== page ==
Mongolian ecology activist Tsetsegee Munkhbayar, who was awarded the Goldman Environmental Prize in 2007 for his campaign to protect water sources from mining pollution, was sentenced on Jan. 21 together with four associates to 21 years in prison each for "acts of terrorism." Munkhbayar was arrested on Sept. 16 at a protest in front of the parliament building in Ulan Bator during which a firearm was discharged. Security officials also allegedly found an explosive device in a nearby building. While stating that it does not condone violence, the Goldman Prize asserts that "it is widely understood that the shot was not fired on purpose and nobody was injured." The protest was called by Munkhbayar's "Fire Nation" movement to oppose a new government contract with French company Areva to revive uranium exploration in the Gobi Desert, which traditional heders say has led to death and deformities among livestock. Mongolia's parliament is considering a bill to loosen restrictions on a hard-won environmental law that prohibit mining in the headwaters of rivers and other sensitive areas.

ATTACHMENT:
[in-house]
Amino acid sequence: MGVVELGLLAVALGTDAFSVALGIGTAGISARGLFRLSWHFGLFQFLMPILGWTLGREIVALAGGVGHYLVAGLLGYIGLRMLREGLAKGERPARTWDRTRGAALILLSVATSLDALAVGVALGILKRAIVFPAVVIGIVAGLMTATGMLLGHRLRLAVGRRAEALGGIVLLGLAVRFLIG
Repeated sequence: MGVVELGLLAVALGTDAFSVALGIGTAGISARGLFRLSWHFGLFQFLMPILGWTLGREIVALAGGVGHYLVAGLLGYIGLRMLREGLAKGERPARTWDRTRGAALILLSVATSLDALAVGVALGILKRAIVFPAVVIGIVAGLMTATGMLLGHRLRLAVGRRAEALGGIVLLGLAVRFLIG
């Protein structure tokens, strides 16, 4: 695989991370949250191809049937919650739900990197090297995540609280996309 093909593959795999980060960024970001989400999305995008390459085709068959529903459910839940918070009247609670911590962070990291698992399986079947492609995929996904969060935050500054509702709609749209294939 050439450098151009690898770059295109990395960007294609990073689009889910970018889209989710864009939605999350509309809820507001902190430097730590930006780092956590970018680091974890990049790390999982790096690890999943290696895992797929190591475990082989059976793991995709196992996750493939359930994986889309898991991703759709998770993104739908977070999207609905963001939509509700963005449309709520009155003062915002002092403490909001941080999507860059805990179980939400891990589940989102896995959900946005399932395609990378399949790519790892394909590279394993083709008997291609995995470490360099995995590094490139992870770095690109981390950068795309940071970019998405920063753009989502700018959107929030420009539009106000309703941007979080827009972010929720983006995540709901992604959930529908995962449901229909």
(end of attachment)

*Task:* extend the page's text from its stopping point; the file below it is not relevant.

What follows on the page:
It is unclear if Munkhbayar himself was among those carrying weapons at what some accounts described as an "armed protest." Enkhbat Toochog of the US-based Southern Mongolian Human Rights Information Center said: ”Munkhbayar’s actions highlighted the desperation of helpless Mongolian pastoralists, who had no choice but to resort to an unconventional approach to defend their land, rights and way of life after exhausting all other means.” (SMHRIC, Jan. 28; Climate Connections, Jan. 21)
The law the Mongolia's parliament is now preparing to gut, the Extraction Law on River Basin and Forested Areas, was passed in 2009 following a wave of protests over destructive and virtually unregulated gold mining in the watershed of the Onggi River. (Grist, April 25, 2007; Rivers Without Boundaries)